It wasn't a wound, but it felt like one, anyway. It cut just as deep, in the end.
Hawke had never expected him to stay.
Fenris could see it in his eyes, in his face, in his rolled-back shoulders, that Hawke had been braced for this midnight departure all along. There was no real reproach in his gaze: only understanding, only a wish that he hadn't allowed himself to truly want, growing smaller in his sharp eyes.
There was no room to spare for Hawke now, with those flashbulbs of memory sounding off in his head, dazing him. He remembered a face here, a snippet of laughter there, things that had no business in his head, things that didn't belong to the life of Danarius's little wolf. He was ill at ease with them there, these strangers shadowing him, and it was all because of Hawke.
Hawke had brought them in.
But he didn't want them.
"Forgive me," he murmured, because Hawke would, regardless, and ran.
Smashing bottles into slivers of glass wasn't as amusing when Hawke wasn't there to laugh at him.
He could read the first page of the book Hawke had given him on Shartan. Slowly, with much difficulty. The accomplishment felt hollow without Hawke there to see it. Hawke had once congratulated him with deep sincerity on spelling bronto correctly.
Hawke saw accomplishment where there was none.
It was a full day before he heard of Leandra's death.
"You might want to get over there," Varric said, leaning casually against the doorway. "The rest of us can only do so much."
"What could I do that you can't?" Fenris demanded, pacing before his fire. "I'm the last person—"
"Don't play dumb, elf," Varric said, stabbing an accusing finger in Fenris's direction. "You are the only person Hawke might want to see right now. He might be disappointed if you didn't turn up. That's all I'm saying." He stumped down the stairs, muttering under his breath; Fenris caught something about broody elves amidst the stream of curses.
He went. He was weak, or he would have stayed away. What comfort could he offer the man that he had just spurned, barely a month before? A man he had hardly seen since, and then only in passing?
Hawke had done much for him. More than anyone, and with no designs on getting anything in return. If his presence would be a balm to the man, so be it. He could pay back some small part of his mountainous debt, erase the outlines of his guilt.
"I don't know what to say," he said, to announce his arrival to the man sitting, shoulders slumped, at the edge of the bed. "But I am here."
Hawke didn't look up, didn't seem surprised by the sound of his voice; it was as though Fenris had never left. "Just say something," he invited wearily. "Anything."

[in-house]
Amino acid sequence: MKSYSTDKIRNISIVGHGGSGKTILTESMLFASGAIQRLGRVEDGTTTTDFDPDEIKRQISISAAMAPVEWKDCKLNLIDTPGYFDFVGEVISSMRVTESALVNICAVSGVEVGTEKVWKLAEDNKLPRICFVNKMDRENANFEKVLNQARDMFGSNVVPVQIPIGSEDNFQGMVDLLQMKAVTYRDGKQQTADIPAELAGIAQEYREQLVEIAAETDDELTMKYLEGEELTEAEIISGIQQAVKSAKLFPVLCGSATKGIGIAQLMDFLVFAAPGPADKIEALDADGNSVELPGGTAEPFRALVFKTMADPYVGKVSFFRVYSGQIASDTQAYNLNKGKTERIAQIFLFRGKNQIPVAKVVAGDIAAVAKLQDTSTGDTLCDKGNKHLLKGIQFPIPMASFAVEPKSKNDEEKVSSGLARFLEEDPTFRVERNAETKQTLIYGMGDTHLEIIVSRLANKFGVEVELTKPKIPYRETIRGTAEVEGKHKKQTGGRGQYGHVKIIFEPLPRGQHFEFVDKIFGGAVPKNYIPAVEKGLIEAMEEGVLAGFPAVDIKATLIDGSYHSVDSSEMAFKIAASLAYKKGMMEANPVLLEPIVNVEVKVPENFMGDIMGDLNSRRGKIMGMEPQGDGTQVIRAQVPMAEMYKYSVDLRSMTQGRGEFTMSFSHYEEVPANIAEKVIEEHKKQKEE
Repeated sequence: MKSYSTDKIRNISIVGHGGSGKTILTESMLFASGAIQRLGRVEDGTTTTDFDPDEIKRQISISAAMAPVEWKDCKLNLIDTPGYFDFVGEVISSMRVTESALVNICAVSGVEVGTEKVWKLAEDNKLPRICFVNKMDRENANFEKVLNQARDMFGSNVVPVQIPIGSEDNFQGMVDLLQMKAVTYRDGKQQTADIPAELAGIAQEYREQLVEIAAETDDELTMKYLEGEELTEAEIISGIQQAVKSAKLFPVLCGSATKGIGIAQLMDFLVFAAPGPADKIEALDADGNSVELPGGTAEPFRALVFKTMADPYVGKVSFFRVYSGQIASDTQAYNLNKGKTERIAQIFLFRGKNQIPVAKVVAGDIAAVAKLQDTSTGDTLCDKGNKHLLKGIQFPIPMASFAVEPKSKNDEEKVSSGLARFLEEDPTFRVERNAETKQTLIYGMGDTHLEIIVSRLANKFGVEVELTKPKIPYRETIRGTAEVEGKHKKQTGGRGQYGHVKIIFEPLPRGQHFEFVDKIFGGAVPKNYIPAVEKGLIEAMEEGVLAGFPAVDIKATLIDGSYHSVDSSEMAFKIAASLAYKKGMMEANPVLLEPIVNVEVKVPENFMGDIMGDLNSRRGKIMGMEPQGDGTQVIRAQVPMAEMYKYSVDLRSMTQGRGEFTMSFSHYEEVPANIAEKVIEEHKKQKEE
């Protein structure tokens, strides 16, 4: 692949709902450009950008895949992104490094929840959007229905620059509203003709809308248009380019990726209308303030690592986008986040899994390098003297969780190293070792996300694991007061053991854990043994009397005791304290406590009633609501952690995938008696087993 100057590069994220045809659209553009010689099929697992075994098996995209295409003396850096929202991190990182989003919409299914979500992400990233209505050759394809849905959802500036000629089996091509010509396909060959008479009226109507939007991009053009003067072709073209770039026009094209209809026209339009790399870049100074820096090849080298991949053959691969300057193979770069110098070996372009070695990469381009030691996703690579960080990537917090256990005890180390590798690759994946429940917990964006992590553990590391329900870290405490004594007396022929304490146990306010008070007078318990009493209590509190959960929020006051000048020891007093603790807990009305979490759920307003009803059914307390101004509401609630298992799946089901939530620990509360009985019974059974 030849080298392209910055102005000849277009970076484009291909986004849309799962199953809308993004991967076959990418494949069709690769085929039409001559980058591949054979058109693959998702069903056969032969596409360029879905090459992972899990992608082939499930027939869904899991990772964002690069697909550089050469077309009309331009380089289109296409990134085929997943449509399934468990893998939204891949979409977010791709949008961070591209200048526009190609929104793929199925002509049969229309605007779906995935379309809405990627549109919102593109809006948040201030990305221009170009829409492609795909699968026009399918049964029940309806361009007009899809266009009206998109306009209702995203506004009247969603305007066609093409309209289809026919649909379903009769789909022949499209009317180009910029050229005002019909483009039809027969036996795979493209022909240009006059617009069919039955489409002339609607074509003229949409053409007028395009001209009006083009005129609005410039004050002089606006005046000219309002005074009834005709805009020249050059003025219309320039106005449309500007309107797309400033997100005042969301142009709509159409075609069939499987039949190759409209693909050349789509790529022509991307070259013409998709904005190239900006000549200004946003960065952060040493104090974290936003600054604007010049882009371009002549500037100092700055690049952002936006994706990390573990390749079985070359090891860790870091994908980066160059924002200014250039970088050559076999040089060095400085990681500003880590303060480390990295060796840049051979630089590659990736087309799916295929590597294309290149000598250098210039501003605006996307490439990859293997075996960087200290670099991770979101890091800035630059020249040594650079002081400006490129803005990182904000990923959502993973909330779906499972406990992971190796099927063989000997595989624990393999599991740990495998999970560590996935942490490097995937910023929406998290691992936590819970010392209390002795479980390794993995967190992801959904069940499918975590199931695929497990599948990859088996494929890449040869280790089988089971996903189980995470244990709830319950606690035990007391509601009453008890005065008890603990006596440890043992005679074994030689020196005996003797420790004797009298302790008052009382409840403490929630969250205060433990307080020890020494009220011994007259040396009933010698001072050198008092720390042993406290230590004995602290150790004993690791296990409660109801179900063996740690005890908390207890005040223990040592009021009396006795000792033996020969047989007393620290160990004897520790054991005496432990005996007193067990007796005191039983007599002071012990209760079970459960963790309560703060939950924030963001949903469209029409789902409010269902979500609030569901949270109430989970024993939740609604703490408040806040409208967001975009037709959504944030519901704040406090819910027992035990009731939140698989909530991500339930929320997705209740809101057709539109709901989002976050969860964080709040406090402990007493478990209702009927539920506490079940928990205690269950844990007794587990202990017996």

Fenris wracked his brain for any comforting platitudes he might have picked up in his travels. They were few. "They say death is only a journey," he offered. But that seemed foolish, idiotic: death was not a journey. It was an end, a full stop, like the dots that Hawke had taught him to finish sentences with. "Does that help?" he asked lamely.
"What does that mean?" Hawke asked miserably. "A journey to where?"
"I don't know," Fenris said, and sat down beside him. Hawke didn't look up, but his fingers strayed to Fenris's wrist, where a red scrap of cloth was tied. "It's just something people say."
Hawke nodded, just the once, and leaned into Fenris's side. His fingers slipped beneath the knot of red cloth, as though anchoring himself there.
"I should have been there," Fenris muttered, though he doubted there was anything he could have done. "I'm sorry."
Hawke let out a long, low sigh, closing his eyes. "I was too late," he said bitterly. "That's on me, not anyone else."
"I can still be sorry," Fenris pointed out. "That's what people are, in these situations, isn't it? Sorry."
"Yes," Hawke agreed, pressing a bearded cheek against the smooth side of Fenris's pauldron. "I suppose so."
Fenris was the one who half-dragged, half-carried Hawke from that throne room, with Anders trailing close behind to keep the bleeding minimal.
"I think I broke something," the man slurred as Fenris laid him down beside the fire, trying to smirk, but it came out more a grimace. He gave a little shudder of pain when Anders pressed a glowing blue hand to the wound splitting his stomach open.
"For once in your life," Fenris said, holding Hawke's attention with a fierce, unyielding gaze, "stop talking."
His mouth popped open—no doubt to deny Fenris to his dying breath—but then Anders hissed, "Hold him down," and Fenris, unthinking, obeyed. He would work with the mage, just this once, if it meant Hawke's life was not forfeit.